France to become biggest Air France shareholder with capital hike
| Apr 6th 2021 | 1 min read
France will contribute up to Sh506.9 billion ($4.7 billion) to a recapitalisation of Air France-KLM and more than double its 14.3 per cent stake in the airline group under plans announced on Tuesday with European Union approval.
The French government will convert a 3 billion euro loan extended to the group last year into a hybrid instrument and commit up to an additional 1 billion euros to a planned share issue, raising its stake in Air France-KLM to almost 30 per cent.
“This will make the state Air France’s biggest shareholder,” French Finance Minister Bruno Le Maire said on France Inter radio, calling the move a “sign of commitment” to the airline and its French jobs.
Under the deal with Brussels, Air France will give up 18 take-off and landing slots at Paris-Orly, amounting to 4 per cent of its current portfolio at the airport.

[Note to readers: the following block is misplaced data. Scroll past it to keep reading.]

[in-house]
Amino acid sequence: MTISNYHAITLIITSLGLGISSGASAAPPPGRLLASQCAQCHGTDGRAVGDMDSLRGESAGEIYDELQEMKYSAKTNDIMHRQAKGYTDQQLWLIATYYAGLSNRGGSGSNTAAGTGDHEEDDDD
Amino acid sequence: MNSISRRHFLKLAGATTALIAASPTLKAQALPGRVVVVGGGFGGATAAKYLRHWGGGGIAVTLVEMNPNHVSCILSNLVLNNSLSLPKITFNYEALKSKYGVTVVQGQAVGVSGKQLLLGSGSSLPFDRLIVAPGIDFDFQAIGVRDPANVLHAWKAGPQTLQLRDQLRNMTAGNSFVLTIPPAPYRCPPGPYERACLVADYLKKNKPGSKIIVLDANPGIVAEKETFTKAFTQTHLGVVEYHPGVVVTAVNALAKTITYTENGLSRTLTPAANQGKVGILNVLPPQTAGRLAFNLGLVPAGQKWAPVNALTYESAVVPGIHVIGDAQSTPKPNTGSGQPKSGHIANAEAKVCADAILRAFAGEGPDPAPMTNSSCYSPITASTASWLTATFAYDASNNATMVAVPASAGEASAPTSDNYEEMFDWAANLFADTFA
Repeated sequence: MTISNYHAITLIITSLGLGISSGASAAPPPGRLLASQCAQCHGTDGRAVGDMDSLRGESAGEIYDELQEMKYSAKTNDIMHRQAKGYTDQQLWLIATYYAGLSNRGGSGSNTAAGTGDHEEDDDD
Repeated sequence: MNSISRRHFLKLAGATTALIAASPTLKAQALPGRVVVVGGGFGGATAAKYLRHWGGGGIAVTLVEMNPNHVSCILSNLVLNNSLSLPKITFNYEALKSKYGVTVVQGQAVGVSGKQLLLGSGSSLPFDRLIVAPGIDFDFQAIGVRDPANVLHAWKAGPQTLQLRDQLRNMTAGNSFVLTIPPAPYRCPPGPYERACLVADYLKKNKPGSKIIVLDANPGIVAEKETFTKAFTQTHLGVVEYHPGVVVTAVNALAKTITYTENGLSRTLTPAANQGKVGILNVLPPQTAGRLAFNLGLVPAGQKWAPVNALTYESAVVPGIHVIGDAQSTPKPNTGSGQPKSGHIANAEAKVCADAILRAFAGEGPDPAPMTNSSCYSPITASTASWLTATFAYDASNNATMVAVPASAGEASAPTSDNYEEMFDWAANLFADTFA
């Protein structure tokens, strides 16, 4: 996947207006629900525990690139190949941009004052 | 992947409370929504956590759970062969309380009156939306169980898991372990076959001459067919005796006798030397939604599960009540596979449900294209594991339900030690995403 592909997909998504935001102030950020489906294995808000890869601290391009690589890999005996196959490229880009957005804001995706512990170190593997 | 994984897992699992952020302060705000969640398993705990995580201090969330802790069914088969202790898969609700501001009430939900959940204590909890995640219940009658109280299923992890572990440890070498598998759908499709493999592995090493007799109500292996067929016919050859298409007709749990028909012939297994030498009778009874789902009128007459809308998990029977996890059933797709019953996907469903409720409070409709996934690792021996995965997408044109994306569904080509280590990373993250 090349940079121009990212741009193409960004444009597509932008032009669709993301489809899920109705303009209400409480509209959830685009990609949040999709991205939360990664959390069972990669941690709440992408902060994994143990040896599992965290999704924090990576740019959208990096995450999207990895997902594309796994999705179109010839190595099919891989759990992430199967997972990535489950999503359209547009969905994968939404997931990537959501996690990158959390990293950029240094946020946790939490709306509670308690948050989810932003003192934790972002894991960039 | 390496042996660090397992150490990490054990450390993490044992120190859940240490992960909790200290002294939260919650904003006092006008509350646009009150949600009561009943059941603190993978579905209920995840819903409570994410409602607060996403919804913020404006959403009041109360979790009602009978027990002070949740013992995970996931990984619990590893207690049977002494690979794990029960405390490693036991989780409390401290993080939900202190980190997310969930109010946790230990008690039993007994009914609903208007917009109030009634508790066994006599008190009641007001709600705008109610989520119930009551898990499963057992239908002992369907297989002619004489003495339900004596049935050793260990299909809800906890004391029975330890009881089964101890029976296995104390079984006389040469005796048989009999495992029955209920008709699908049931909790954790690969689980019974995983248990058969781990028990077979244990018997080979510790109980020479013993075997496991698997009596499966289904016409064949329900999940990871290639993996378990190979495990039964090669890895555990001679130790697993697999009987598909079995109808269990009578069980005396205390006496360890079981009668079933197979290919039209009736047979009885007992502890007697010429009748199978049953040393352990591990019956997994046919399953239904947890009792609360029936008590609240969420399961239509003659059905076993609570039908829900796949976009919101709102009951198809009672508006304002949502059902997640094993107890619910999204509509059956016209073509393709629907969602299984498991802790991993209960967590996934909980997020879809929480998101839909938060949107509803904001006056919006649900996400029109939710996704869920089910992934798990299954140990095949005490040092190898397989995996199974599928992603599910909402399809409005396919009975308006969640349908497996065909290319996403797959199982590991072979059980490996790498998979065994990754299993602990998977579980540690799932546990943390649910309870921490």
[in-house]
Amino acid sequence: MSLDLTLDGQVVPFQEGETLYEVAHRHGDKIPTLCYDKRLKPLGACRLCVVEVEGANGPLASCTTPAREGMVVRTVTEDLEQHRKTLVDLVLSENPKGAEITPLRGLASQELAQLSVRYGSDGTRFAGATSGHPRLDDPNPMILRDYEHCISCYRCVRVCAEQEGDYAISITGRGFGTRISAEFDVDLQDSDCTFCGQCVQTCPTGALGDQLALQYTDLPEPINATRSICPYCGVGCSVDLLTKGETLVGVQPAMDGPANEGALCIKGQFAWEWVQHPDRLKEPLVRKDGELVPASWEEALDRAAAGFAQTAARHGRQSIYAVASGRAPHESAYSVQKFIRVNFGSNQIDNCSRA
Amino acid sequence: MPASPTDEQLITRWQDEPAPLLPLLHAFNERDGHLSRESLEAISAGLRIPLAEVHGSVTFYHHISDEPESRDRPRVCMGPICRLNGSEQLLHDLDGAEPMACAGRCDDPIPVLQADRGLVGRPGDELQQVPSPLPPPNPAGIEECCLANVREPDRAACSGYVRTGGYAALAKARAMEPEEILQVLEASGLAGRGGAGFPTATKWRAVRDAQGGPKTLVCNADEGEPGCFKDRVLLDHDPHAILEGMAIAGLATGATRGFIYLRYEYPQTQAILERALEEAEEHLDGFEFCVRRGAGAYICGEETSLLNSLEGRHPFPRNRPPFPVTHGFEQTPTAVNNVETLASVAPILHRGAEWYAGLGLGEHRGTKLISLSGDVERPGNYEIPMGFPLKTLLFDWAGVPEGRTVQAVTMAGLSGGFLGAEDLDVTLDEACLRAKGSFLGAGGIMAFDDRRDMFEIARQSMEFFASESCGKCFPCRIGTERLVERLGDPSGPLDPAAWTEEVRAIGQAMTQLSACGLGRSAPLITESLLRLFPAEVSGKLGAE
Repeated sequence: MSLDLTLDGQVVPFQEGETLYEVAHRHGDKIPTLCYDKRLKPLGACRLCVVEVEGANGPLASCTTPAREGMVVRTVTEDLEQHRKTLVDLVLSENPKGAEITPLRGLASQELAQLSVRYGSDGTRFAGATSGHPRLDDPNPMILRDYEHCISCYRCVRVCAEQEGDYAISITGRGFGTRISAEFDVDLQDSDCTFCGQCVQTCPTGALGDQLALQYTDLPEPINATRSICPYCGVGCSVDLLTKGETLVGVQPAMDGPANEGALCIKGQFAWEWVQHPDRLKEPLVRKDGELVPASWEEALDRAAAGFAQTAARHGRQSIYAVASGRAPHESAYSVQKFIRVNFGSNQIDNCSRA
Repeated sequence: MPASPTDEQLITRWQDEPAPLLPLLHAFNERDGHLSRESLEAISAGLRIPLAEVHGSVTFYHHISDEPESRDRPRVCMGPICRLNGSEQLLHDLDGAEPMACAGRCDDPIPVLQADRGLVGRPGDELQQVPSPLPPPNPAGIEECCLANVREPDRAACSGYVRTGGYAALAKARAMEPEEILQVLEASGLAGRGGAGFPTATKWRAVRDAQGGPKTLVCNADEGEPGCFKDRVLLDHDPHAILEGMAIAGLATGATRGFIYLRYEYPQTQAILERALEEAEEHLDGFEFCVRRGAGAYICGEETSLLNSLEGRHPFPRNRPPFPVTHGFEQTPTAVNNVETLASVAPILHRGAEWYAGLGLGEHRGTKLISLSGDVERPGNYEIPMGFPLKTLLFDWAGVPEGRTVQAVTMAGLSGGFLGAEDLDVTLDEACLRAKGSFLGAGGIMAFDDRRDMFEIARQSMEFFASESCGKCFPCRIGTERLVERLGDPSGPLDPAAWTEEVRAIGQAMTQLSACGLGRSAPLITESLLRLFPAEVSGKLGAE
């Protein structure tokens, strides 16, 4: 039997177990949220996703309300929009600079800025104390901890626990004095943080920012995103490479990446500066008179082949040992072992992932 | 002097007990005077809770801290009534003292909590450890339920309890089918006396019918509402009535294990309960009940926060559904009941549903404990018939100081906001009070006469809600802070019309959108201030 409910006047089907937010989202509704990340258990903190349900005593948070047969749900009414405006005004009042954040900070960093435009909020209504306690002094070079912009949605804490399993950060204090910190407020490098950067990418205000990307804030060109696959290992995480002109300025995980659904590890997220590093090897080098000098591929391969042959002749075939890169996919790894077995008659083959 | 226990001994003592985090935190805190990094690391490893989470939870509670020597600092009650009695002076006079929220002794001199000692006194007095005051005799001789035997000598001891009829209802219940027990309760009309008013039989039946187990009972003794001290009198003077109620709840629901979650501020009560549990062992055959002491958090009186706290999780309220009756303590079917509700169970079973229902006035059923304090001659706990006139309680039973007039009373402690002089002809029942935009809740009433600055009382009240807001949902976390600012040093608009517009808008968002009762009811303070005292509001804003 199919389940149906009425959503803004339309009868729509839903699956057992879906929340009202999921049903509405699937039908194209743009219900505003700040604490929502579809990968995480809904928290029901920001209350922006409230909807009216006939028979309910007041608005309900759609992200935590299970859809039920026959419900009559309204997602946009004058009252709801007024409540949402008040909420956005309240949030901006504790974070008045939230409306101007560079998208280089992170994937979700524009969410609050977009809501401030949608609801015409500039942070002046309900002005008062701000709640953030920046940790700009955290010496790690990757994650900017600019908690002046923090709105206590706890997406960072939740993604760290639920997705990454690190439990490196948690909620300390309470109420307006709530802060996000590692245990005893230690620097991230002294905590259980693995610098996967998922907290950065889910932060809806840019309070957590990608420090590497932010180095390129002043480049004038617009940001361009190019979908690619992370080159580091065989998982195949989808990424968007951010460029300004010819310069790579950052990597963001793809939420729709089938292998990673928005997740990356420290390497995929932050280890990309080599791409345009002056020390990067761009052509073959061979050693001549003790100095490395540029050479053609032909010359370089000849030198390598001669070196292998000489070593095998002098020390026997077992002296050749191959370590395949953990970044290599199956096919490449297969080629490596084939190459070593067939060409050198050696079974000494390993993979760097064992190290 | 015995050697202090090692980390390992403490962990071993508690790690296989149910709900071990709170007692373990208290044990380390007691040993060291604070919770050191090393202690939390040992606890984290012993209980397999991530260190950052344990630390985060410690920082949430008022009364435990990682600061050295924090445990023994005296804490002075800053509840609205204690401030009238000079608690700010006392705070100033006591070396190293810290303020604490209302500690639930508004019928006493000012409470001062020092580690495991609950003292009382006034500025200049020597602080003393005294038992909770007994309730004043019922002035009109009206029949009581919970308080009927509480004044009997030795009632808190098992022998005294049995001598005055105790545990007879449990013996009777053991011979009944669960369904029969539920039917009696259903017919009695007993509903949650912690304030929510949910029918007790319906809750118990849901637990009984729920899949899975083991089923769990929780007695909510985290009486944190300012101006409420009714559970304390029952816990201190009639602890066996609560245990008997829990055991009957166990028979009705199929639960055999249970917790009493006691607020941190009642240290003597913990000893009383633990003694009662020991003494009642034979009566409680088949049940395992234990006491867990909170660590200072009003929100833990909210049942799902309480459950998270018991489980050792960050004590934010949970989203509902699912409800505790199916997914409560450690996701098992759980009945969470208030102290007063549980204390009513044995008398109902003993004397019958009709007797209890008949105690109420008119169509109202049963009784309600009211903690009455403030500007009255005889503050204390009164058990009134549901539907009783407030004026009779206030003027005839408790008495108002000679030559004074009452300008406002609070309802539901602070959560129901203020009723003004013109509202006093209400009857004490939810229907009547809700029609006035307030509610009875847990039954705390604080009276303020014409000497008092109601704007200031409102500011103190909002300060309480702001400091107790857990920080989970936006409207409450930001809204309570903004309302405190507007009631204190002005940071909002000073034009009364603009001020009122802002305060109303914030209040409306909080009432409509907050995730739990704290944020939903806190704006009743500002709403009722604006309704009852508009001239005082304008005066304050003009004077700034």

Their reallocation to competitors, however, will be limited to aircraft based at the airport with crews employed on local contracts under the terms negotiated by France.
“It was one of the sticking points of the talks,” Le Maire said. “We do not want any social dumping.”
The Dutch state does not plan to take part in the capital increase, Air France-KLM also said, and is therefore likely to have its 14 per cent holding diluted by the share issue.
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